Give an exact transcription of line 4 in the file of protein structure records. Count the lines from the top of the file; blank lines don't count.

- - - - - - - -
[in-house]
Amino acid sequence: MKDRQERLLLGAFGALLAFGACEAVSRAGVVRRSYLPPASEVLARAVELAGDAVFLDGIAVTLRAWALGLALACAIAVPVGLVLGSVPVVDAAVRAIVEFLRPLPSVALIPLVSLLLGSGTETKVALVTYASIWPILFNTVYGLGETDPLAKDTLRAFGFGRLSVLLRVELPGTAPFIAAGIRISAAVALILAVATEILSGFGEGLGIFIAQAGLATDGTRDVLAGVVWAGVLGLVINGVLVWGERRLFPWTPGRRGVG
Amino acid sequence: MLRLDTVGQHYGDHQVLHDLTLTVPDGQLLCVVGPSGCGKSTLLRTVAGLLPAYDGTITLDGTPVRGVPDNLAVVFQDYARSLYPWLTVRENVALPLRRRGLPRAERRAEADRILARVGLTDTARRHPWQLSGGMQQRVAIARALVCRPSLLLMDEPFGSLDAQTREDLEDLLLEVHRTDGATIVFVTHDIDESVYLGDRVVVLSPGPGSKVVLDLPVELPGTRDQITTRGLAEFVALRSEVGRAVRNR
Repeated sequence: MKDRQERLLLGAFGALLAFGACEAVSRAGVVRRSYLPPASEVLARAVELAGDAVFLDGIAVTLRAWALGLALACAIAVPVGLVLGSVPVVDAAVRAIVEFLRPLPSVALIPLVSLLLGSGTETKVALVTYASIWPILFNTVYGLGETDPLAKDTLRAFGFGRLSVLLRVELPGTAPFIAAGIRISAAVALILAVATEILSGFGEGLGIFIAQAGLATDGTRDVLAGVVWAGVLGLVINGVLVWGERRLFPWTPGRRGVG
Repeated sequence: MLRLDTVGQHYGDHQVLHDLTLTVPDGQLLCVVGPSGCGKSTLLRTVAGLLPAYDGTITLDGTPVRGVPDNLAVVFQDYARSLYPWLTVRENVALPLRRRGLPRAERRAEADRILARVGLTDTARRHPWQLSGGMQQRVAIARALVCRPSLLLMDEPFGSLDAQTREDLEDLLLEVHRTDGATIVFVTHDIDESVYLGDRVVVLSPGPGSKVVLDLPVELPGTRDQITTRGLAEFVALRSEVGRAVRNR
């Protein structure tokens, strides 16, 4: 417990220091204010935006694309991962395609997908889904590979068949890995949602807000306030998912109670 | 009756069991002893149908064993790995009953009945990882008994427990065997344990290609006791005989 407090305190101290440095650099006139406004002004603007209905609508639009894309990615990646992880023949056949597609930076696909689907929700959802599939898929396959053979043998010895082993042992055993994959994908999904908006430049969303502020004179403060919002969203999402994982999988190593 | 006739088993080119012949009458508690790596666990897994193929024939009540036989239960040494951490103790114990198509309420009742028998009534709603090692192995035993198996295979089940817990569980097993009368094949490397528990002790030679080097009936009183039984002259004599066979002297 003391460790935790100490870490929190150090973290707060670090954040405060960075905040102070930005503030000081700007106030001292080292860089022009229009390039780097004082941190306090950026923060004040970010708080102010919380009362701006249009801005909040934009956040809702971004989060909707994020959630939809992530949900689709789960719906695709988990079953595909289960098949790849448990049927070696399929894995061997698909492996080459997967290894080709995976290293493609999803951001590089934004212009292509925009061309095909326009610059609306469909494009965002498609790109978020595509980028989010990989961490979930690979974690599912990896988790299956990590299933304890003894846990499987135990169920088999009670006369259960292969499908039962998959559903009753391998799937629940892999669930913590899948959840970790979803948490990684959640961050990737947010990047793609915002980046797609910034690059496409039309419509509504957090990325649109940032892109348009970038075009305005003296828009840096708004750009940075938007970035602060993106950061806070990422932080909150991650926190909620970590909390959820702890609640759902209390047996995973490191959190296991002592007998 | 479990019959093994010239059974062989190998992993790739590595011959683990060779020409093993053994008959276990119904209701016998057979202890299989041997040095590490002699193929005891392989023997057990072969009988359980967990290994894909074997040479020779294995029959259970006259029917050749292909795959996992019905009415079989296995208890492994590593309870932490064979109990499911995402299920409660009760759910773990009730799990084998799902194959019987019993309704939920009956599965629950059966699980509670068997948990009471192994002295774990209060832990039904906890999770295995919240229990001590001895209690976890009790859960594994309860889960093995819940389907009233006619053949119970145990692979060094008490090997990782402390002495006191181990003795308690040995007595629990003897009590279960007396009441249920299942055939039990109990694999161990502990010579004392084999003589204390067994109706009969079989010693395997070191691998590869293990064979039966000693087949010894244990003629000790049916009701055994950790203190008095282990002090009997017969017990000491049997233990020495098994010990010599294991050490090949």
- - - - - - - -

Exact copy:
Repeated sequence: MKDRQERLLLGAFGALLAFGACEAVSRAGVVRRSYLPPASEVLARAVELAGDAVFLDGIAVTLRAWALGLALACAIAVPVGLVLGSVPVVDAAVRAIVEFLRPLPSVALIPLVSLLLGSGTETKVALVTYASIWPILFNTVYGLGETDPLAKDTLRAFGFGRLSVLLRVELPGTAPFIAAGIRISAAVALILAVATEILSGFGEGLGIFIAQAGLATDGTRDVLAGVVWAGVLGLVINGVLVWGERRLFPWTPGRRGVG